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Asian Cardiovasc Thorac Ann. 2014 May;22(4):397-401. doi: 10.1177/0218492313484917. Epub 2013 Oct 8.

Myocardial infarction false alarm: initial electrocardiogram and cardiac enzymes.

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Department of Medicine, International Medical University, Seremban, Malaysia.



The objectives of this study were to determine the incidence of a myocardial infarction "false alarm" and evaluate the efficacy of the initial electrocardiogram and cardiac enzymes in diagnosing myocardial infarction in Malaysia.


We recruited patients who were admitted with suspected myocardial infarction from June to August 2008. The medical records of these patients were reviewed for the initial electrocardiogram, initial cardiac enzyme levels (creatinine kinase-MB and troponin T), and the final diagnosis upon discharge. The subjects were stratified into 2 groups: true myocardial infarction, and false alarm.


125 patients were enrolled in this study. Following admission and further evaluation, the diagnosis was revised from myocardial infarction to other medical conditions in 48 (38.4%) patients. The sensitivity and specificity of the initial ischemic electrocardiographic changes were 54.5% and 70.8%, respectively. Raised cardiac enzymes had a sensitivity of 44.3% and specificity of 95.8%.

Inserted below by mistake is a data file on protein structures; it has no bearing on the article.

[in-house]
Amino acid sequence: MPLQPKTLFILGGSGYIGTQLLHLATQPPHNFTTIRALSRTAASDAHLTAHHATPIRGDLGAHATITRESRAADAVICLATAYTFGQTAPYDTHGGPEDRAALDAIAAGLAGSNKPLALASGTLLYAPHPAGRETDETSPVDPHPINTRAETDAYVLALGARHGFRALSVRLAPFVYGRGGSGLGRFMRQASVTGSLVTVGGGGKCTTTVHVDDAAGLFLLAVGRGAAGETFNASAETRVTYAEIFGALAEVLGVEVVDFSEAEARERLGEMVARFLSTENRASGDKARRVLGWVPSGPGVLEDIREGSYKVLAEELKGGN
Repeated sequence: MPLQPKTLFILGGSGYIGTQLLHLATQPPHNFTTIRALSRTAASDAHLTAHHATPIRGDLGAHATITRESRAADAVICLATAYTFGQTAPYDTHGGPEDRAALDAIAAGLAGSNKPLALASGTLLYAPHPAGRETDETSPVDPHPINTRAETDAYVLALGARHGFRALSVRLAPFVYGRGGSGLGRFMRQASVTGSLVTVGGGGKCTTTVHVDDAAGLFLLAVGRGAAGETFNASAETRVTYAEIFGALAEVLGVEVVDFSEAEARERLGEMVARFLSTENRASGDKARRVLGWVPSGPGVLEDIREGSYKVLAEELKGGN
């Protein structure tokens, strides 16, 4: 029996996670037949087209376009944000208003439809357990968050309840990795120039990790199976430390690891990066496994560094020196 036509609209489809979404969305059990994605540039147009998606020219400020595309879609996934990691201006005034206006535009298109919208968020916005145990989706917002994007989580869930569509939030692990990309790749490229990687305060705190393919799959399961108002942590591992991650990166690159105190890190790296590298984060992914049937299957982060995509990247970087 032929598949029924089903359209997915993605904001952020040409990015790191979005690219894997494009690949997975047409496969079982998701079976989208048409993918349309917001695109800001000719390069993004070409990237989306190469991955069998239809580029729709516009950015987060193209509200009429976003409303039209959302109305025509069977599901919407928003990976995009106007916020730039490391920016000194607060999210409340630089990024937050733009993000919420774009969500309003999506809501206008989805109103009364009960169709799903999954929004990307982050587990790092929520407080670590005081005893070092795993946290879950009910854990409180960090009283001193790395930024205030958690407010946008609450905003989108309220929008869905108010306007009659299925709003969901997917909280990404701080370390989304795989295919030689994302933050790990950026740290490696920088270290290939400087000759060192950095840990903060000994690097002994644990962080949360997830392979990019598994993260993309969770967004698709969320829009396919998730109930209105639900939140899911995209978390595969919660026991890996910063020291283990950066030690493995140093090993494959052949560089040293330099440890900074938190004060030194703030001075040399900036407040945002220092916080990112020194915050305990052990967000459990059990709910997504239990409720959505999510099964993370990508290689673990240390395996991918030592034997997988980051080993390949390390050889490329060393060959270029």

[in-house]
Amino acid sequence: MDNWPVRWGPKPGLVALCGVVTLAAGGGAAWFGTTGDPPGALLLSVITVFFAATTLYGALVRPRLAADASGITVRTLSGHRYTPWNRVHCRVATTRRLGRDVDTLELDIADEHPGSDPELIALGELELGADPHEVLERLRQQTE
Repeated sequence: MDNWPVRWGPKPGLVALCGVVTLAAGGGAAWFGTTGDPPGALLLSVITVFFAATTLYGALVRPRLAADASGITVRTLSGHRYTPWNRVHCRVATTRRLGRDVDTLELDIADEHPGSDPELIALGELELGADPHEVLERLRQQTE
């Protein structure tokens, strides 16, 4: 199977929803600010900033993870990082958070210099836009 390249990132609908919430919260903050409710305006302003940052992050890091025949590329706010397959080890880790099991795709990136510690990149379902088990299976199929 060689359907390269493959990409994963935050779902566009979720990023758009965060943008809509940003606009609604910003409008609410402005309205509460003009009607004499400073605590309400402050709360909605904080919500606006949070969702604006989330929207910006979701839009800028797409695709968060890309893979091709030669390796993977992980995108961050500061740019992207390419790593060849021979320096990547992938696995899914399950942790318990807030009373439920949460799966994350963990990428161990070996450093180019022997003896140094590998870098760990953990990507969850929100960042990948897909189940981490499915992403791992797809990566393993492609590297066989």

A significant proportion of patients in Malaysia are admitted with a false-alarm myocardial infarction. The efficacy of the electrocardiogram in diagnosing myocardial infarction in Malaysia was comparable to the findings of Western studies, but the cardiac enzymes had a much lower sensitivity.


Biological markers; MB form; creatine kinase; electrocardiography; malaysia; myocardial infarction; troponin T

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